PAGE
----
Tuesday, February 3, 2009


Today a guest post by Holly McCarthy, who writes on the subject of certification for geriatric nursing:

In January 2009, pranksters hacked into warning signs in Austin, Texas, cautioning drivers about “zombies ahead.” While there was actually no plague of the undead in the capitol city of the Lone Star State, this occurrence brings some interesting issues to light regarding zombies and popular culture.

In the movies, zombies bring people of various races, cultures, and creeds together for one purpose: to kill the zombies that are after them. Zombies represent not only death and the possibility of an afterlife, but the unknown as well. When zombies begin to appear in movies, people move through the stages of grief. Denying the evidence right in front of them, the characters wait until there is a full-on epidemic before doing anything at all to remedy the situation. But when that time comes, the characters work together to defeat a common enemy. They shed their prejudices and differences and operate as a cohesive unit for the sole purpose of eradicating the zombies and restoring order in the world. Just when things look as bad as they can be, someone steps in and helps make things right again.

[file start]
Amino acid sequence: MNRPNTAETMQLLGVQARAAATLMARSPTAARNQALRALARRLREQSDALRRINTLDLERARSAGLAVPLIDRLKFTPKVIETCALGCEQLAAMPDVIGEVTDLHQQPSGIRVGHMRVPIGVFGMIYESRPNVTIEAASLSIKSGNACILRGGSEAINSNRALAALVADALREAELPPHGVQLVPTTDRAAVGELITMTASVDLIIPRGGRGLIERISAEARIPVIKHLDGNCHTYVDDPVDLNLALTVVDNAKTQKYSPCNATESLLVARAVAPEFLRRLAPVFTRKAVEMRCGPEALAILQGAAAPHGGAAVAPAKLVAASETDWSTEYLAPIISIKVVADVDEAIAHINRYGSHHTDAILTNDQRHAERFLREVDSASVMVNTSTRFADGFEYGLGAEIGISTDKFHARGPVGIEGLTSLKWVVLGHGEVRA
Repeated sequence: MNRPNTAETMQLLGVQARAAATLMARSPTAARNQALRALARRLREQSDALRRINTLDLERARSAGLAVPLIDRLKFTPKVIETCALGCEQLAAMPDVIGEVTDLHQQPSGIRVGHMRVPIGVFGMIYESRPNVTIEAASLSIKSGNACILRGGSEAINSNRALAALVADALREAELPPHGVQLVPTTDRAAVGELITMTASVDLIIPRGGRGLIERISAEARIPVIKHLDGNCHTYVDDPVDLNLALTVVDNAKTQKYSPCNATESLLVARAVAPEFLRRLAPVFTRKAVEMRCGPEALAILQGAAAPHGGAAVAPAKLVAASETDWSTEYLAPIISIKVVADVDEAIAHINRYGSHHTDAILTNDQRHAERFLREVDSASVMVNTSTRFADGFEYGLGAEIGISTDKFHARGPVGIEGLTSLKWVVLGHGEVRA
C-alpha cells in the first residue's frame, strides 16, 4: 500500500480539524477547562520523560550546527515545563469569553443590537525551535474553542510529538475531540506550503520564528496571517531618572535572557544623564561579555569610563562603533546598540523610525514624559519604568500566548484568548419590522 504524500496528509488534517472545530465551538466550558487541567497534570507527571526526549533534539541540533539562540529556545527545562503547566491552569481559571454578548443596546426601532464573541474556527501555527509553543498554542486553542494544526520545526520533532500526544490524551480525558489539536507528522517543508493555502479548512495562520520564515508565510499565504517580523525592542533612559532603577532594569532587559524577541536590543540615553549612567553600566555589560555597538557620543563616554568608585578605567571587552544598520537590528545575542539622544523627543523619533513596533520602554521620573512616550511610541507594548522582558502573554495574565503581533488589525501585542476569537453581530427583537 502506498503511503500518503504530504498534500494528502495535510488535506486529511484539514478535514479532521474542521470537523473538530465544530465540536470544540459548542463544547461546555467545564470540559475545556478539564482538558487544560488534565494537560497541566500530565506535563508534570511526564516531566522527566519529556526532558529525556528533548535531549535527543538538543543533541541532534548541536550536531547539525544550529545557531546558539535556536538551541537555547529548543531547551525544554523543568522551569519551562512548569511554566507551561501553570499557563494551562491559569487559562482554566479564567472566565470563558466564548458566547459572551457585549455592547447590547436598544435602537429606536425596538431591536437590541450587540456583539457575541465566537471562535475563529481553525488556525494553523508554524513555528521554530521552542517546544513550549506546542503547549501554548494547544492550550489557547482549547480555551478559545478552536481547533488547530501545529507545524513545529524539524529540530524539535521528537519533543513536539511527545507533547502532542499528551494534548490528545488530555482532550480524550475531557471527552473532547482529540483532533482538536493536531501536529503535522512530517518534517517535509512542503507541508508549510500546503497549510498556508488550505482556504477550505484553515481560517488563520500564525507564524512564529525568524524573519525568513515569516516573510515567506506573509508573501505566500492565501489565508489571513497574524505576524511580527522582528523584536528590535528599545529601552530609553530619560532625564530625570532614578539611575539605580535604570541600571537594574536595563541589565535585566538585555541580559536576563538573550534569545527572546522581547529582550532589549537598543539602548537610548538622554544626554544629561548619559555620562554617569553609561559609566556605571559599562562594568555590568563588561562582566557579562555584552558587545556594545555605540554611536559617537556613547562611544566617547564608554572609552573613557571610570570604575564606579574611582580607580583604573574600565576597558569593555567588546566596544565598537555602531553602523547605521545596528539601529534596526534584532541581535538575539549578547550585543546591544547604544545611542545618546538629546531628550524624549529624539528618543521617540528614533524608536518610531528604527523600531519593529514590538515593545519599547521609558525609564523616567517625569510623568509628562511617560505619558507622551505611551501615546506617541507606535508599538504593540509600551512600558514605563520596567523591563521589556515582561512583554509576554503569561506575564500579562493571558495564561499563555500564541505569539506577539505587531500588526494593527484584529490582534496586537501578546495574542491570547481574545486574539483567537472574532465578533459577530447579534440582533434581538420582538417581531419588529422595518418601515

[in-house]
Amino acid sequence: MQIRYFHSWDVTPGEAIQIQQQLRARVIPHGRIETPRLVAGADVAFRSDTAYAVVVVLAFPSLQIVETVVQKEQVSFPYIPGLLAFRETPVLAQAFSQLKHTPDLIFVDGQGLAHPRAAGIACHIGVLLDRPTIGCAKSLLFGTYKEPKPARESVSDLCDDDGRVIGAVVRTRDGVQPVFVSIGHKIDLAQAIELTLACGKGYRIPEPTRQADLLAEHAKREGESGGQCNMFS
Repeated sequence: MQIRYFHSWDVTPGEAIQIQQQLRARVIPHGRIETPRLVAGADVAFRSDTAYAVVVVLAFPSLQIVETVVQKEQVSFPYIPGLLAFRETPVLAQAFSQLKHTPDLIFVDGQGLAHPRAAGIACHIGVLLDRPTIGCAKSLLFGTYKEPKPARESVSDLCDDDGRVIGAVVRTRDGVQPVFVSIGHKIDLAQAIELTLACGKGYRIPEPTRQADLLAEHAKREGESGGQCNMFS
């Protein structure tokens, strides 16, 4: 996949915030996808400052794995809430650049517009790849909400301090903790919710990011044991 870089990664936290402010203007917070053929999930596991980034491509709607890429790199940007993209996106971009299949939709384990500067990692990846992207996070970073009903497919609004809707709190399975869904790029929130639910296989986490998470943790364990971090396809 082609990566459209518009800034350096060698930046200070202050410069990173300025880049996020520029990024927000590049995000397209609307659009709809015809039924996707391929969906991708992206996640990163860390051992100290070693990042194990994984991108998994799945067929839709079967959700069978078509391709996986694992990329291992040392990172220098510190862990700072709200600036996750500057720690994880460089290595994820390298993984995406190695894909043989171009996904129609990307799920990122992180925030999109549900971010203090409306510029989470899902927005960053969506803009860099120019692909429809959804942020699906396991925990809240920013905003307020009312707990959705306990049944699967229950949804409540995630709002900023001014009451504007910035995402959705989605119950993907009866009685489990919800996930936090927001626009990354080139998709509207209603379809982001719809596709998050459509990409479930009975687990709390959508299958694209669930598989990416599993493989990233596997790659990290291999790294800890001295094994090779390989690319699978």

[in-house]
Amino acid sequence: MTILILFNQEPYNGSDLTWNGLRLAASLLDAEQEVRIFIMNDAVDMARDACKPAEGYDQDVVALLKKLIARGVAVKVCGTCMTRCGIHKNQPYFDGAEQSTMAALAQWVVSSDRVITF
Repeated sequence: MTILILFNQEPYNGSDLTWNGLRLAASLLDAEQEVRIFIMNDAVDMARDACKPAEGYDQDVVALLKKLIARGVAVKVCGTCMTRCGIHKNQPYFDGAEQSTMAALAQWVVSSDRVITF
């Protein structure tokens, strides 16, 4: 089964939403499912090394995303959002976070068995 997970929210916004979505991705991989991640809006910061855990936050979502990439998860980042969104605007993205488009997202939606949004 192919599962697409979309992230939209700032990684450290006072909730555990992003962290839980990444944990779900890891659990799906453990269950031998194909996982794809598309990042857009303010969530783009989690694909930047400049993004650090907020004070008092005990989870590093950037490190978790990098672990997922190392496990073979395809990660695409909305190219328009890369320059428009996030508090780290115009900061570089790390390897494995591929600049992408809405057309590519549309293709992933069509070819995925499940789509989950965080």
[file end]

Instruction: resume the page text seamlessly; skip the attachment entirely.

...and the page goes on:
Is it really any wonder that zombie movies have maintained their popularity over time? Even with the same plot and scenario, they remain relevant to viewers over the years. Looking in context at their rise in popularity, it is easy to see the parallel between zombie films and the state of the society that produced them. Looking back at the caution sign in Austin, perhaps it was a wake-up call to people in that town, urging them not to become part of the undead, but to once again think and feel as individuals. There is always time to prey on the flesh of the living later...

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